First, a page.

- We often receive enquiries about the recognition in England and Wales of orders made overseas designating a relative as a guardian for a child. Recently, these have come from Ukrainian guardians who have sought refuge in the UK with the child they are caring for. The 1996 Hague Convention contains provisions for the mutual recognition of court orders between Contracting States. However, we have observed a lack of awareness of mutual recognition provisions among local authorities and other state bodies (including the Home Office). The challenge of this issue is compounded by the lack of legal aid for recognition applications under the 1996 Hague Convention Art 24.The procedure is complex for a non-lawyer to navigate, particularly if they do not have English as a first language. In these cases, we have provided support and advice on the procedure for the recognition of orders under the 1996 Hague Convention in England and Wales, and even where there is no applicable legal framework for recognition we may advise as to the potential options for kinship carers to formalise their care arrangements for a child in this country.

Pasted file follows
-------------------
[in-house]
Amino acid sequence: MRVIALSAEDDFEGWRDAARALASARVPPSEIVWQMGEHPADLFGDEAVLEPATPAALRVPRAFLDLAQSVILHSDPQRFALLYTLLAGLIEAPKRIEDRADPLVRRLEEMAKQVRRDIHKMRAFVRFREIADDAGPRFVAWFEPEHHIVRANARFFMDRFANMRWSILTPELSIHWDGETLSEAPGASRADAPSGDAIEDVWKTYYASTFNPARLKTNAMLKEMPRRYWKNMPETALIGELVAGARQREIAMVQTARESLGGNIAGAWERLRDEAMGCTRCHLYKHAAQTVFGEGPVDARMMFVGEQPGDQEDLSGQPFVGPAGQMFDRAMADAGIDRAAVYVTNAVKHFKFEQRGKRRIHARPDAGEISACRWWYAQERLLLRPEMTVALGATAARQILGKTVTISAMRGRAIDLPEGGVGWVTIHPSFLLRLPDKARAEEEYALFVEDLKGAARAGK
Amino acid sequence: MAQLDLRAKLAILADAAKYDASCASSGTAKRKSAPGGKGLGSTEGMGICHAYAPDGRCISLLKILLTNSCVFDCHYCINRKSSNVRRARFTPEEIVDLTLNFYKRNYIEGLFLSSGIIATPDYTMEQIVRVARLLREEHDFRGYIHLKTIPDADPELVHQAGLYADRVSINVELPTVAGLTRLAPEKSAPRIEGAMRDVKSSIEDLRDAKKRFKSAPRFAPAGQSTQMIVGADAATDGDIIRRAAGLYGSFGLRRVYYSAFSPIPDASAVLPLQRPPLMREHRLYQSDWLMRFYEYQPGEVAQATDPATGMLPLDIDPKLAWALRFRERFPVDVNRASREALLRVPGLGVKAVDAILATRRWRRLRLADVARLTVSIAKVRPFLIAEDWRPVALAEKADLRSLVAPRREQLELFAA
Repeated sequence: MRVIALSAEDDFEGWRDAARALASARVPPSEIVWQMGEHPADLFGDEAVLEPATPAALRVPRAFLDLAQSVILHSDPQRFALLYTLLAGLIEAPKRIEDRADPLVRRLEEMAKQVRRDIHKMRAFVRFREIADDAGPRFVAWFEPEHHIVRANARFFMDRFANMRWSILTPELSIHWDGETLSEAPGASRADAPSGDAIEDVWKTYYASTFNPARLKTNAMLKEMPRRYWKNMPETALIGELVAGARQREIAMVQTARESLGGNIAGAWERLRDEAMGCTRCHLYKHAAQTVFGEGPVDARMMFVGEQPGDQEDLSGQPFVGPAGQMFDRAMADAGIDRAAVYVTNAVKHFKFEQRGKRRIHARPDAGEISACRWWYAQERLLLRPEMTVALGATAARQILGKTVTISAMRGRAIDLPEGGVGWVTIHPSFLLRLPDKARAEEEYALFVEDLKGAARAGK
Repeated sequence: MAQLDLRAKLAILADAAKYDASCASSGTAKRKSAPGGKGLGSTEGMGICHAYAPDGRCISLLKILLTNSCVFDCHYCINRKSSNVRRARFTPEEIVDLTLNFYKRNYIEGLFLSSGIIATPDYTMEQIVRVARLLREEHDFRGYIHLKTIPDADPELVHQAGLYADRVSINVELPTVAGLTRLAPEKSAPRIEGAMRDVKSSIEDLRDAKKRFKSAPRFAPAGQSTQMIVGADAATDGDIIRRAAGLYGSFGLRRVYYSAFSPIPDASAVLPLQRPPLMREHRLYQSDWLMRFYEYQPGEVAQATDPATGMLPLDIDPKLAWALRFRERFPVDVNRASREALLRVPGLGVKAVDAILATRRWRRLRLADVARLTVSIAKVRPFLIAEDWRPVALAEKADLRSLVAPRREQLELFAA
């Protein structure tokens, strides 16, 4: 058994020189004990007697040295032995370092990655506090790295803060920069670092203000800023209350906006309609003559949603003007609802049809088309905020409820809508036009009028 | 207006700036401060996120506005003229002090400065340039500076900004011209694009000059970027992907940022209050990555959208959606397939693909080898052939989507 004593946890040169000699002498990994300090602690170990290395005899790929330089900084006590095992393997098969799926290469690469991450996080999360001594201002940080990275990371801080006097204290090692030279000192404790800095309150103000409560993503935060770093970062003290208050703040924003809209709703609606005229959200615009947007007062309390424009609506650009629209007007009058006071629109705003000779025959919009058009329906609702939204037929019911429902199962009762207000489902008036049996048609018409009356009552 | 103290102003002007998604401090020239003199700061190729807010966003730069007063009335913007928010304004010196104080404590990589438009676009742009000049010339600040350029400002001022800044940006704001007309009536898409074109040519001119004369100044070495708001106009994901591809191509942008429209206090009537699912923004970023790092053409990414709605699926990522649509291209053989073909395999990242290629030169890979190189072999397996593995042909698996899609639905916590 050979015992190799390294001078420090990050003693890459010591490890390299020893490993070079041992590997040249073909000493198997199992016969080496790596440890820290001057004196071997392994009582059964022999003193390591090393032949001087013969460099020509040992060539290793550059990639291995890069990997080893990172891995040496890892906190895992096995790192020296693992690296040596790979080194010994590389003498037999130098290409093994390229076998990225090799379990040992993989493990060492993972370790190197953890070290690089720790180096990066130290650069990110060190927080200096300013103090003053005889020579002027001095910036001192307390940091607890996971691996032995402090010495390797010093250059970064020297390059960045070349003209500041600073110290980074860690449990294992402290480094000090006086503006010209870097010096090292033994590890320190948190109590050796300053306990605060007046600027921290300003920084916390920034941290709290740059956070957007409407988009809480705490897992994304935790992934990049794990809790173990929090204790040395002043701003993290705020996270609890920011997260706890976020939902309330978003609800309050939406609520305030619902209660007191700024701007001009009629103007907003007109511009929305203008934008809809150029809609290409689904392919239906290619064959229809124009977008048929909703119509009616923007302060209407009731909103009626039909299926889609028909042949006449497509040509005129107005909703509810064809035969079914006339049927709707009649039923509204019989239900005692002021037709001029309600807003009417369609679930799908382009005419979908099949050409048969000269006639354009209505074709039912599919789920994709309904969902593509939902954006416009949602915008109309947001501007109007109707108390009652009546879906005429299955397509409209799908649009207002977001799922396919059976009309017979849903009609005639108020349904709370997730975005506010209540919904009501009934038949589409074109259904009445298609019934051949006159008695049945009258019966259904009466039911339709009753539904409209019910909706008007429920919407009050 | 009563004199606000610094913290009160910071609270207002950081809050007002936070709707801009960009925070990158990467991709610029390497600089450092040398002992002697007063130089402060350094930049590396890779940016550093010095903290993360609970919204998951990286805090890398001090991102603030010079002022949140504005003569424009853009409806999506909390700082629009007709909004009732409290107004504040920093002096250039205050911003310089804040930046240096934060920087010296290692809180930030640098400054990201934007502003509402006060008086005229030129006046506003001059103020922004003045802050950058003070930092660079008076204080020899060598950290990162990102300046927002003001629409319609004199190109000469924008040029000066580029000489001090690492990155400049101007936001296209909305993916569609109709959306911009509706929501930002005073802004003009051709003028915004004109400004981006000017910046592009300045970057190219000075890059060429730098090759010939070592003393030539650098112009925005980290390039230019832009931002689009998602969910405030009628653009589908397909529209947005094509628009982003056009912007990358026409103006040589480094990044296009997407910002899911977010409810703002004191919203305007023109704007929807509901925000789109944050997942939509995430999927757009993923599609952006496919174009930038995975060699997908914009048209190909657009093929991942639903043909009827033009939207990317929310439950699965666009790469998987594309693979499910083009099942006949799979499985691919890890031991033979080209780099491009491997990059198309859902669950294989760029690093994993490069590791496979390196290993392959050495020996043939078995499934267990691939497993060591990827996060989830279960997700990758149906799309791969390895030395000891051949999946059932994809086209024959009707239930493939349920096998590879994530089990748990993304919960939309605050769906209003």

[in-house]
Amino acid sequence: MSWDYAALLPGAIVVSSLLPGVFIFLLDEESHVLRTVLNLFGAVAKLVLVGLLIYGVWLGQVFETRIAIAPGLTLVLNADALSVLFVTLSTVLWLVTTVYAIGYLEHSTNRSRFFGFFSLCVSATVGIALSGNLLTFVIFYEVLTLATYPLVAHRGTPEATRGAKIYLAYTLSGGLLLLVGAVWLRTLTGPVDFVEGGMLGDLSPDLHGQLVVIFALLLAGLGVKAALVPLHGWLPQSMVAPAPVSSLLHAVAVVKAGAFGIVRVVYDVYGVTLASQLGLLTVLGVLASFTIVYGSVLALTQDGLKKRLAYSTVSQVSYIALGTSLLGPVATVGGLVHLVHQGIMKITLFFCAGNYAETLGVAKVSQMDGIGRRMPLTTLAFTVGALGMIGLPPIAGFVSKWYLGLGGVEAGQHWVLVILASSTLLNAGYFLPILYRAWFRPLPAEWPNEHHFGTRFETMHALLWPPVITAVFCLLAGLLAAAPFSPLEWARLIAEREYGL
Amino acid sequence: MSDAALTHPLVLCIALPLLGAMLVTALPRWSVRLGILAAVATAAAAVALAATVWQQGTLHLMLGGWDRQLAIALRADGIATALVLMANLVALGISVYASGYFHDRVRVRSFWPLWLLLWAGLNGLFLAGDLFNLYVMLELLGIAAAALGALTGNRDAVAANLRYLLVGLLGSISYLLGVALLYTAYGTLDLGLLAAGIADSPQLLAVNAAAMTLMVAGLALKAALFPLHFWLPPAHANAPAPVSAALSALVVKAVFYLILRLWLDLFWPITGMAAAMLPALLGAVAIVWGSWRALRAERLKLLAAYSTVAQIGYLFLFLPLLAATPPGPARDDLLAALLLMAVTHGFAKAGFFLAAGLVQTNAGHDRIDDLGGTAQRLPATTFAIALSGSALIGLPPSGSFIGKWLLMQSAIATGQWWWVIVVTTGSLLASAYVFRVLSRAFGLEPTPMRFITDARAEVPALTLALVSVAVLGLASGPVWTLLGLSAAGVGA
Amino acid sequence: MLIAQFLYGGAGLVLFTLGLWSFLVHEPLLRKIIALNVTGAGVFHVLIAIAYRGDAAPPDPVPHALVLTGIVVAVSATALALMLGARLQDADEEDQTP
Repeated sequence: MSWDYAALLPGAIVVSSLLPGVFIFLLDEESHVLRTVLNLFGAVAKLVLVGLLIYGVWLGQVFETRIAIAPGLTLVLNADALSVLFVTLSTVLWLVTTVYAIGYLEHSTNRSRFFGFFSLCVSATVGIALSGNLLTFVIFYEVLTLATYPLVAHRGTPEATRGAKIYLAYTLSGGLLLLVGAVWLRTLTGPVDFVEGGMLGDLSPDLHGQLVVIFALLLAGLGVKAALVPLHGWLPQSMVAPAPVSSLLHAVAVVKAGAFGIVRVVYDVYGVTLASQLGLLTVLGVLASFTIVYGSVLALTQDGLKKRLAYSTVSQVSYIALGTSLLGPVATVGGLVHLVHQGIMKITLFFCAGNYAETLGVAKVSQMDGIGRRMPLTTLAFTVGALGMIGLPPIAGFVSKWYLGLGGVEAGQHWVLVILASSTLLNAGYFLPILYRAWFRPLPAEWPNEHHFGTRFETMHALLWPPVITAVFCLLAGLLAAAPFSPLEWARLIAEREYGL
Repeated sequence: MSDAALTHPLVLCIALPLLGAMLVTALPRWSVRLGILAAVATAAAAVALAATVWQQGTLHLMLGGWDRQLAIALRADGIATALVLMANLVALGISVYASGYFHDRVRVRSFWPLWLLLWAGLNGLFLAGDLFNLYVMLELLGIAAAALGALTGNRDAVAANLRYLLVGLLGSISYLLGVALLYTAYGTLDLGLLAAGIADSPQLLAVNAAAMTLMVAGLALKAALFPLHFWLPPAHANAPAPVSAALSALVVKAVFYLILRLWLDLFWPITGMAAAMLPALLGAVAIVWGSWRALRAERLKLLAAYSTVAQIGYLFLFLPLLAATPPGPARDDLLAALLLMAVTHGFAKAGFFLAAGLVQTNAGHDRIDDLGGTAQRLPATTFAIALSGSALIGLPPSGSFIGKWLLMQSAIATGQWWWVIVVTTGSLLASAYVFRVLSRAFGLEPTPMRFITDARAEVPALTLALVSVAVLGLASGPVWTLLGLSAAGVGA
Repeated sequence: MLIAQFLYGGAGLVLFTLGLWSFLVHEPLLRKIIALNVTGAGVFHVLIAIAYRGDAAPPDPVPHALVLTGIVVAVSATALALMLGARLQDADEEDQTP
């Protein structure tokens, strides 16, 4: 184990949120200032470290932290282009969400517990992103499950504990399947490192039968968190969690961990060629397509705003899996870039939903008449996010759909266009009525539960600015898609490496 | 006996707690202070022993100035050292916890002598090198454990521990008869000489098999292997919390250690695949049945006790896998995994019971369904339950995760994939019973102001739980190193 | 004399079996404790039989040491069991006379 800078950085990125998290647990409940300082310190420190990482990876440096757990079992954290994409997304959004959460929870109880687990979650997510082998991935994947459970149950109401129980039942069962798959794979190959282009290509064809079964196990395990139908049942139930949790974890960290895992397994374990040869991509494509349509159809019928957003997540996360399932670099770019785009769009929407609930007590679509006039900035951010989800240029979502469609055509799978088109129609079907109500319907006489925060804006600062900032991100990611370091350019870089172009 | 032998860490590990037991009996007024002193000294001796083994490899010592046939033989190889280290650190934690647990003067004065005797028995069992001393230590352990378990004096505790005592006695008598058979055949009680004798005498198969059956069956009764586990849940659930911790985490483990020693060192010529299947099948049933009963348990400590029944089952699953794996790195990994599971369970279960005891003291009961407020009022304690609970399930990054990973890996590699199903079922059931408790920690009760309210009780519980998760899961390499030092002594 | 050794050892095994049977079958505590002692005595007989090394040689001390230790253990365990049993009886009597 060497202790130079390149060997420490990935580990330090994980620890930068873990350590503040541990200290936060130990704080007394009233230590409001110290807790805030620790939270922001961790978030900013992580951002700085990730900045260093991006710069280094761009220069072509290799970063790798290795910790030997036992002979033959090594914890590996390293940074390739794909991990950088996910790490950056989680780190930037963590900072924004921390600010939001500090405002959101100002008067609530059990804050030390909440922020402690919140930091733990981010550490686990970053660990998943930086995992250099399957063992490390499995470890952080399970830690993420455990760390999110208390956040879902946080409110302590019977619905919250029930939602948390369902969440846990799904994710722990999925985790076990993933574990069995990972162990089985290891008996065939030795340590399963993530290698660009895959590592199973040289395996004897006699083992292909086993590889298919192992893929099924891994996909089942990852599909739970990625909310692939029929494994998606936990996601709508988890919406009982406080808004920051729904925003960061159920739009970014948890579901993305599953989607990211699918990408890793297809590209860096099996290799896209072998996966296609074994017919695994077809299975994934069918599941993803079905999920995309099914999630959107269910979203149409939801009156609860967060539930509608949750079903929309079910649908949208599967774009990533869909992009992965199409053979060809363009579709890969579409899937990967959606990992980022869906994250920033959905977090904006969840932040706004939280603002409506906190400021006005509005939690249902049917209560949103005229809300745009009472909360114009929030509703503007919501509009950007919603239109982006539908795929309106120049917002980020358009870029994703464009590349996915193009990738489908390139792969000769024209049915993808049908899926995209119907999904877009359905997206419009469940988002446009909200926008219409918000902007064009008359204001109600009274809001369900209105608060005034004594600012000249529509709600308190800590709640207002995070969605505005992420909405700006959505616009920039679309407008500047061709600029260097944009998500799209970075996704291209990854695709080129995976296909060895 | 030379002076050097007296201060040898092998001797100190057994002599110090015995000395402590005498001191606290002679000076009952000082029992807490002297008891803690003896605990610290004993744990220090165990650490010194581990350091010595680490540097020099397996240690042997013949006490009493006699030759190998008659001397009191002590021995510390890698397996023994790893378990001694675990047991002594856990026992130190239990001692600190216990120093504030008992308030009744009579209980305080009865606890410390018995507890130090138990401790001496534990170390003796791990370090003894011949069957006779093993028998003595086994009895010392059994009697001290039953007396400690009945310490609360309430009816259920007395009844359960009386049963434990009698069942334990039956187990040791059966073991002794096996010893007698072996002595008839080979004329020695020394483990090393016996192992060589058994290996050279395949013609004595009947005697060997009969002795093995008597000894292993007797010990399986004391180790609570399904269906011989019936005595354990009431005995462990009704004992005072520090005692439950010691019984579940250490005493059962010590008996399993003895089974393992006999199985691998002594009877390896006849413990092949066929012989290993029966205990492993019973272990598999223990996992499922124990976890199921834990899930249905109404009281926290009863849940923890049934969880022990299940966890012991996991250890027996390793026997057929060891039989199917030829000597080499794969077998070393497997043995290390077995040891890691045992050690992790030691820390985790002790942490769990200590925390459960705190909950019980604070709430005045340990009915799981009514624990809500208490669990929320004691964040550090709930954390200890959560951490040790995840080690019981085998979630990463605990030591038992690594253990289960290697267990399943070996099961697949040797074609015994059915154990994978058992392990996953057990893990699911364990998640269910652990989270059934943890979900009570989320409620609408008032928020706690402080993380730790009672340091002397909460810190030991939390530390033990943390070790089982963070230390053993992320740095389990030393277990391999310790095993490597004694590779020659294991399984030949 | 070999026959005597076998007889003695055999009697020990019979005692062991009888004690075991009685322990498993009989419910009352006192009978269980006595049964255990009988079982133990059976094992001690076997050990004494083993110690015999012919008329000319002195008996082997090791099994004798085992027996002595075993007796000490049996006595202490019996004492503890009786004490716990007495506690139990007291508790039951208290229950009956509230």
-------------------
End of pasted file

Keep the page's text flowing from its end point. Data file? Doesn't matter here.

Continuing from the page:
- The interaction between immigration and family law issues is often nuanced in a cross-border context. Immigration issues may arise when exploring placing children overseas – will the child have a right to remain in the country in question? Will they be able to return to the UK in the future if they wish to? On more than one occasion we have been asked to advise a local authority who were contemplating a child’s placement with family overseas, and who had undertaken a kinship assessment ‘in house’ which had been positive. However, in such cases, we find that the potential immigration implications of the placement are only considered after undertaking a kinship assessment. Where children are not nationals of the state in question, and there is no special visa category for the placement, it may be that the only framework to facilitate their placement with kin is by way of intercountry adoption. In light of the re-launch of the Public Law Outline, and the focus on timescales in care proceedings, the need to clarify these issues at an early stage is all the more pressing.